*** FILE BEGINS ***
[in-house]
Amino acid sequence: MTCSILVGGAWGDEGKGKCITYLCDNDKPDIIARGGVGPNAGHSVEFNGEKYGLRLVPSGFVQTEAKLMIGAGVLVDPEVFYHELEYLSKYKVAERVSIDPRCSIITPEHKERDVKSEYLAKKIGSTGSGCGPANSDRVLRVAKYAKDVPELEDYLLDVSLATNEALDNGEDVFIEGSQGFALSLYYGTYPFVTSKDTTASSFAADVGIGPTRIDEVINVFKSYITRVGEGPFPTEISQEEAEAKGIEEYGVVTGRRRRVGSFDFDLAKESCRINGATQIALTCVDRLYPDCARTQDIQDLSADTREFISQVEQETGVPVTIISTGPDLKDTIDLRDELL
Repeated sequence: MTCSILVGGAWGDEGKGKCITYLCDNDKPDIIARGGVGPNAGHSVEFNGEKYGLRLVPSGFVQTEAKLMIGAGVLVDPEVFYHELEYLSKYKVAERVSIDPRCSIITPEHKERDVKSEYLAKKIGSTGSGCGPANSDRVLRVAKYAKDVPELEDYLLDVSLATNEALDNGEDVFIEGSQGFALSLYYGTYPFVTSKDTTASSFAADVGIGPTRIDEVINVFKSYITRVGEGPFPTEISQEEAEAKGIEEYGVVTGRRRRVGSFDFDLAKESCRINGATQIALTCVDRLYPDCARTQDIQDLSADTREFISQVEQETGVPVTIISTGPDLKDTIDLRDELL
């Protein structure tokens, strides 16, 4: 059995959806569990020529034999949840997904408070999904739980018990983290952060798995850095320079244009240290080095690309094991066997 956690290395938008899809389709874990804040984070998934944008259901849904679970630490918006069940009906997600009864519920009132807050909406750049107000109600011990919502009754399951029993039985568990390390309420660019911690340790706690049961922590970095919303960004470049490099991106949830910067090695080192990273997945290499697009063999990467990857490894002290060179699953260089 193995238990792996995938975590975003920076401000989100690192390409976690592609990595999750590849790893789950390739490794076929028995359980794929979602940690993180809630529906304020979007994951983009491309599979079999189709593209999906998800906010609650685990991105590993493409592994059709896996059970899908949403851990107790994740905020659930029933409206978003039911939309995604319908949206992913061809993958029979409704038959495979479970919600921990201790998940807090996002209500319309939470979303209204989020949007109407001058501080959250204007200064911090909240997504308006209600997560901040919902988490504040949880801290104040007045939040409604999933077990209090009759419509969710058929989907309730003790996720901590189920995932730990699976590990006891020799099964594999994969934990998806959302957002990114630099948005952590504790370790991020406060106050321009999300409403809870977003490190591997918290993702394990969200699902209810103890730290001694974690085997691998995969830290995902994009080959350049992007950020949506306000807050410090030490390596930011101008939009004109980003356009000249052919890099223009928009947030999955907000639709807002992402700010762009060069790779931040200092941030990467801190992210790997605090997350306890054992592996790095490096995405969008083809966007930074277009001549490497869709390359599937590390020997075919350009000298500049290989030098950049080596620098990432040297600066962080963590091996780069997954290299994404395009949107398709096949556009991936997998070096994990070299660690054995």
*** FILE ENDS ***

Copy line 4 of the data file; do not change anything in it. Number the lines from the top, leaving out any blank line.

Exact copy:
């Protein structure tokens, strides 16, 4: 059995959806569990020529034999949840997904408070999904739980018990983290952060798995850095320079244009240290080095690309094991066997 956690290395938008899809389709874990804040984070998934944008259901849904679970630490918006069940009906997600009864519920009132807050909406750049107000109600011990919502009754399951029993039985568990390390309420660019911690340790706690049961922590970095919303960004470049490099991106949830910067090695080192990273997945290499697009063999990467990857490894002290060179699953260089 193995238990792996995938975590975003920076401000989100690192390409976690592609990595999750590849790893789950390739490794076929028995359980794929979602940690993180809630529906304020979007994951983009491309599979079999189709593209999906998800906010609650685990991105590993493409592994059709896996059970899908949403851990107790994740905020659930029933409206978003039911939309995604319908949206992913061809993958029979409704038959495979479970919600921990201790998940807090996002209500319309939470979303209204989020949007109407001058501080959250204007200064911090909240997504308006209600997560901040919902988490504040949880801290104040007045939040409604999933077990209090009759419509969710058929989907309730003790996720901590189920995932730990699976590990006891020799099964594999994969934990998806959302957002990114630099948005952590504790370790991020406060106050321009999300409403809870977003490190591997918290993702394990969200699902209810103890730290001694974690085997691998995969830290995902994009080959350049992007950020949506306000807050410090030490390596930011101008939009004109980003356009000249052919890099223009928009947030999955907000639709807002992402700010762009060069790779931040200092941030990467801190992210790997605090997350306890054992592996790095490096995405969008083809966007930074277009001549490497869709390359599937590390020997075919350009000298500049290989030098950049080596620098990432040297600066962080963590091996780069997954290299994404395009949107398709096949556009991936997998070096994990070299660690054995």